More on version management...

Graham Klyne gk at
Thu Mar 18 08:35:39 EST 2004

I took a look at the Subversion site [1], and see three features which 
appear to be quite compelling.
Features of Subversion

     * Most current CVS features.
       Subversion is meant to be a better CVS, so it has most of CVS's 
features. Generally, Subversion's interface to a particular feature is 
similar to CVS's, except where there's a compelling reason to do otherwise.

     * Directories, renames, and file meta-data are versioned.
       Lack of these features is one of the most common complaints against 
CVS. Subversion versions not only file contents and file existence, but 
also directories, copies, and renames. It also allows arbitrary metadata 
("properties") to be versioned along with any file or directory, and 
provides a mechanism for versioning the `execute' permission flag on files.

     * Apache network server option, with WebDAV/DeltaV protocol.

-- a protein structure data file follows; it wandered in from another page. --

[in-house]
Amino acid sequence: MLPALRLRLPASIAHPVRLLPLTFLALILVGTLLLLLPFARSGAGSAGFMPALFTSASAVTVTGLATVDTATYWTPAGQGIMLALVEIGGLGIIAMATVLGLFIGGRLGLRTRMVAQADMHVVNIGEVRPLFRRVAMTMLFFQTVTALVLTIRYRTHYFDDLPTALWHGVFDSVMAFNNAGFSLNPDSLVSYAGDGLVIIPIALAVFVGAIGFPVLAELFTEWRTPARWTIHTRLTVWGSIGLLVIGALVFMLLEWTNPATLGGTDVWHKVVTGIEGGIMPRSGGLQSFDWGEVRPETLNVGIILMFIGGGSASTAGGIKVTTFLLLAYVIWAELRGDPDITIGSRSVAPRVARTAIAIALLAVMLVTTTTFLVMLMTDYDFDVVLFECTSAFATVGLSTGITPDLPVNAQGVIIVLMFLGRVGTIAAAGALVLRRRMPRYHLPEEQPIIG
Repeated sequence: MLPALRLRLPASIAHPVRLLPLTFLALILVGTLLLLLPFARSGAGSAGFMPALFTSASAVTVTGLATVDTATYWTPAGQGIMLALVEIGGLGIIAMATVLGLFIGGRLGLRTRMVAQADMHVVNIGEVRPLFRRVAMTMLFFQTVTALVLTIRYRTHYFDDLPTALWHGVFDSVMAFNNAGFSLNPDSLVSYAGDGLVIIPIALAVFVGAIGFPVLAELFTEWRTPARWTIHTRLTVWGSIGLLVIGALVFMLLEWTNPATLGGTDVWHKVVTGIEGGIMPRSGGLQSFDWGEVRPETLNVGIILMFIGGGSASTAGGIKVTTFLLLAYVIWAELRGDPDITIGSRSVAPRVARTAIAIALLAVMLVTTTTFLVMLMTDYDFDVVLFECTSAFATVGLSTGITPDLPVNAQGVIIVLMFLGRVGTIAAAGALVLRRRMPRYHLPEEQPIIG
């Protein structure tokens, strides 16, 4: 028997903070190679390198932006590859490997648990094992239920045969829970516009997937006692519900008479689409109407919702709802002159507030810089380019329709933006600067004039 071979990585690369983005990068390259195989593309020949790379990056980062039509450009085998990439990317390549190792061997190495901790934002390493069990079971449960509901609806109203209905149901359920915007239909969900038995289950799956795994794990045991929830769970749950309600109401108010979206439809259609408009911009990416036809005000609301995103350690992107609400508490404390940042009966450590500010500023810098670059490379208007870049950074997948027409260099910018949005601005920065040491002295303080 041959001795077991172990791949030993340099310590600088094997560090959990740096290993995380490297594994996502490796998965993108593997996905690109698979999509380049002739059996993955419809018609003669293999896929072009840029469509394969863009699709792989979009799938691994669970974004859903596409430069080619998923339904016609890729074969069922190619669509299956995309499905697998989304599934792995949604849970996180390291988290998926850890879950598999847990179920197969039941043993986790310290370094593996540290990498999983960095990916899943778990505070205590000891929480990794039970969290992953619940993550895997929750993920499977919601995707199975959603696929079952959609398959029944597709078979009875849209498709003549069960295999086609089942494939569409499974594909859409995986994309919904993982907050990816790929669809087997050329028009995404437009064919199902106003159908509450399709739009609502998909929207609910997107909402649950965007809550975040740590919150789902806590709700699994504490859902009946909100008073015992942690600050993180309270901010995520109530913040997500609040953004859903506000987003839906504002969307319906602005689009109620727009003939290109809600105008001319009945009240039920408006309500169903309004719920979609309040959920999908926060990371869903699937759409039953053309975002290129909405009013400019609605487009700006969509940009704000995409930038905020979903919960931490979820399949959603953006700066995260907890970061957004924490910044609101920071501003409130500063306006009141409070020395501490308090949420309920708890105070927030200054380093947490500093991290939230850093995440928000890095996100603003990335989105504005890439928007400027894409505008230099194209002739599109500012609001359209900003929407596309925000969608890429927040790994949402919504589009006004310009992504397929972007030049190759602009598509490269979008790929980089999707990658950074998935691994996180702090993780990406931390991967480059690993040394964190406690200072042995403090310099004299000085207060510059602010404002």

Subversion can use the HTTP-based WebDAV/DeltaV protocol for network 
communications, and the Apache web server to provide repository-side 
network service. This gives Subversion an advantage over CVS in 
interoperability, and provides various key features for free: 
authentication, path-based authorization, wire compression, and basic 
repository browsing.

I've recently realized that directory moving and renaming is a pain with CVS.

I also think that support for an open standard protocol (WebDAV) is, in the 
longer term, a real win because it should mean greater client availability 
across different platforms.

The choice of staying close to CVS except where there's a reason not to 
will hopefully ameliorate the learning-curve concerns.

Just a datum.



Graham Klyne
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